House passes P2P security bill
- By Diane Frank
- Oct 08, 2003
The House today approved the Government Network Security Act (H.R. 3159), a bill intended to protect sensitive data on government computers from security threats posed by peer-to-peer file swapping.
Reps. Tom Davis (R-Va.) and Henry Waxman (D-Ca.), chairman and ranking member of the House Government Reform Committee, respectively, introduced the bill last month to address the increase in file sharing within the government. The bill now moves to the Senate.
While the entertainment industry is very concerned right now about the legal issues surrounding file sharing, the bill does not look at whether file sharing is good or bad. In fact, the technology "may turn out to have a variety of beneficial applications," Davis said in a statement. But it also provides a way to either take files from or add worms or other malicious code to a government system, he said.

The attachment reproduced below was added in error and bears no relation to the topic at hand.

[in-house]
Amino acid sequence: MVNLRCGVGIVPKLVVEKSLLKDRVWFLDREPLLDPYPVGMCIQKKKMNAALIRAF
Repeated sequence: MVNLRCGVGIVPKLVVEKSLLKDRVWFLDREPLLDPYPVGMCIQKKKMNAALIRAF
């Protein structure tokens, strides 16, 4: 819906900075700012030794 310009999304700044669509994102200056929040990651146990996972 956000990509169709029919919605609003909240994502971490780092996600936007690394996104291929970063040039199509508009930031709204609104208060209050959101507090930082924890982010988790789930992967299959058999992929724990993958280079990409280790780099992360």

Under the legislation, agencies would be required to develop and implement a procedure to specifically address the potential security and privacy risks through both technical and nontechnical means, such as better firewall controls and user training.
The plans must be in place within six months of the bill's being signed into law and must be reviewed and revised after that. In addition, the bill directs the General Accounting Office to conduct a review of the adequacy of agencies' plans and submit a report to both the House Government Reform Committee and the Senate Governmental Affairs Committee.